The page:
Sam, I'm sorry to hear about your problems but my personal experience from owning and using dozens of Apple products ever since the Apple ][ is completely the opposite. The only chronic problem I've had was a logic board on a Powerbook G4 which required 3 replacements. Fortunately I purchased AppleCare so everything was covered.

My only experience with the Dell monitors was at the "Texas HD Shootout" last year where several were used with component cables connected to various cameras. Compared to the Panasonic professional HD LCD screens they looked considerably worse. But considering the price difference I guess that shouldn't be much of a surprise :-)
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Old January 31st, 2007, 08:56 PM   #13
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Originally Posted by Boyd Ostroff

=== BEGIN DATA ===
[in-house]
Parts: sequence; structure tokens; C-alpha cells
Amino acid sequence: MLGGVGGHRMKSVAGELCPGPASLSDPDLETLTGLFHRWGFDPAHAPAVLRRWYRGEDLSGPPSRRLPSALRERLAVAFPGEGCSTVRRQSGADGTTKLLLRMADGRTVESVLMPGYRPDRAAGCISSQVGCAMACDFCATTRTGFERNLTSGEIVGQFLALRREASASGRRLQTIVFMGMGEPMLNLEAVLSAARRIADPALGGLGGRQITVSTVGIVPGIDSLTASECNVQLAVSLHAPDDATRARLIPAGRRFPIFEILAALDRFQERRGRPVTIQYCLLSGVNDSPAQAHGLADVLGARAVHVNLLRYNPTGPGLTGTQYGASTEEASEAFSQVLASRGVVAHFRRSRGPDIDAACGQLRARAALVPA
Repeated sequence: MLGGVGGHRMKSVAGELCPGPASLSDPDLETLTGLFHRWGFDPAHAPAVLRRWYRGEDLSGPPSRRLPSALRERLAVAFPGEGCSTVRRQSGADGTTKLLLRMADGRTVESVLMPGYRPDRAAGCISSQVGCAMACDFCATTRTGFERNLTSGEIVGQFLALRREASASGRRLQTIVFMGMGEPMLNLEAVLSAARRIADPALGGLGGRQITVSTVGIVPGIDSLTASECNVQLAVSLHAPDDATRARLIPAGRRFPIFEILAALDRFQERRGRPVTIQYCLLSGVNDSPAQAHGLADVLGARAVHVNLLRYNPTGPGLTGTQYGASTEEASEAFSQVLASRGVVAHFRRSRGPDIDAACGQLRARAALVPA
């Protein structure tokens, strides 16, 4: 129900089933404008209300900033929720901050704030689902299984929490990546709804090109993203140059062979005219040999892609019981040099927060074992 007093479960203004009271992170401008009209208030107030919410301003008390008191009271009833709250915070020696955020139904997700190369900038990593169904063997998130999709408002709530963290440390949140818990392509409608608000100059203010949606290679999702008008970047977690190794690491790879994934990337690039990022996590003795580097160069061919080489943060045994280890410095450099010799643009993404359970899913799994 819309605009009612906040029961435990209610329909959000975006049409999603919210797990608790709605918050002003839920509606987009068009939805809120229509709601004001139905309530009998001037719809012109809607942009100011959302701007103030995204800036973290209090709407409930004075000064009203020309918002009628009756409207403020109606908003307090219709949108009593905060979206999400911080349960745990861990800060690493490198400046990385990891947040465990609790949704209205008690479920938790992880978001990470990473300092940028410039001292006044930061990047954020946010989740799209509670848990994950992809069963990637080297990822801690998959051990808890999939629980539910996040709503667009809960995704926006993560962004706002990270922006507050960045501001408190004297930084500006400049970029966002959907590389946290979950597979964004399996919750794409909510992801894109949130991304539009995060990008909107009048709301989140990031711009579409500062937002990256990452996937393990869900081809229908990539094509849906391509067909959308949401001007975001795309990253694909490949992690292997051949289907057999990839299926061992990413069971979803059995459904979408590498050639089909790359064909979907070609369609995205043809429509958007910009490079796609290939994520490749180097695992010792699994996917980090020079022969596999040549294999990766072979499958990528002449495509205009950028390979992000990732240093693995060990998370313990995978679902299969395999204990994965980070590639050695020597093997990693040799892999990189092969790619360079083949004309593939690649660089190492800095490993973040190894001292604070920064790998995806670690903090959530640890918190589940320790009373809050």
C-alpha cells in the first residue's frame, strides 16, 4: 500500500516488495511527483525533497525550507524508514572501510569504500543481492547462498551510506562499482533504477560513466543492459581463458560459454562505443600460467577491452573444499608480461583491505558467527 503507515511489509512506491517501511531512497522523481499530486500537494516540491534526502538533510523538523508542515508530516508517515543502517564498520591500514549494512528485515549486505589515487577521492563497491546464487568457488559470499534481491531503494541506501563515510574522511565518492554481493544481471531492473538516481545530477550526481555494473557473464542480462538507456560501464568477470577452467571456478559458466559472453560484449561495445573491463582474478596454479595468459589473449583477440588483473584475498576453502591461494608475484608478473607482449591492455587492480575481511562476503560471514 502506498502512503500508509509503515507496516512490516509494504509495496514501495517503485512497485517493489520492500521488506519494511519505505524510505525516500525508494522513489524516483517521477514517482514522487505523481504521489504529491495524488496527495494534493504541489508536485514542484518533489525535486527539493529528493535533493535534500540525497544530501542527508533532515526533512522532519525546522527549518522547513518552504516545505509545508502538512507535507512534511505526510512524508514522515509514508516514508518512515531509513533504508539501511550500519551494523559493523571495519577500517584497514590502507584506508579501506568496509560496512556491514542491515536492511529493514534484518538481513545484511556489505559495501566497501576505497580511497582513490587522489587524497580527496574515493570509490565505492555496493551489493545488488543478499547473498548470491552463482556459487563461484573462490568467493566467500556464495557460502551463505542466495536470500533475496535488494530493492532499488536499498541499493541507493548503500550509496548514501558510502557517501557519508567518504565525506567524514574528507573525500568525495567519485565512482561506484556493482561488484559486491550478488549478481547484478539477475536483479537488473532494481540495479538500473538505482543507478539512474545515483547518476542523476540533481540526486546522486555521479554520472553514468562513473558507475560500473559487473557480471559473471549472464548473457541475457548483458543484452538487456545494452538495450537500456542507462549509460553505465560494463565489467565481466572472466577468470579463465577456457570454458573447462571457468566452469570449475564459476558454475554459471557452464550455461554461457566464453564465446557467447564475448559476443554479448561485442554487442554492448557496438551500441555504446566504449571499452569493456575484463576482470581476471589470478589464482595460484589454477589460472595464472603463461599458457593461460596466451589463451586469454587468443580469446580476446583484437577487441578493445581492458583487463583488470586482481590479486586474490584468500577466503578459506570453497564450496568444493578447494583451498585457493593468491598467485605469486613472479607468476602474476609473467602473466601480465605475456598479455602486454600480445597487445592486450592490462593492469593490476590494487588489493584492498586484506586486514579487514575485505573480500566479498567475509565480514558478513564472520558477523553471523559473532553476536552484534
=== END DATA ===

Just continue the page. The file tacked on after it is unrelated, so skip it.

Compared to the Panasonic professional HD LCD screens they looked considerably worse. But considering the price difference I guess that shouldn't be much of a surprise :-)
It's very difficult to even see the higher end LCD monitors before buying them. I live in the San Francisco Bay area, and the big electronics stores here never have the good LCDs on the shelves. If someone knows of a place where I can see the NEC 2080 LED-lighted LCD display outside of a medical office, let me know.

In my research, it appears that one must pay 2-3x the price of a budget LCD to get a color-accurate monitor of the same screen area and pixel pitch.

For LCD screens, there seems to be a screen area and fake response time war. I guess you have to sell the item with some quantifiable number, and color accuracy isn't it.
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Old February 1st, 2007, 03:51 AM   #14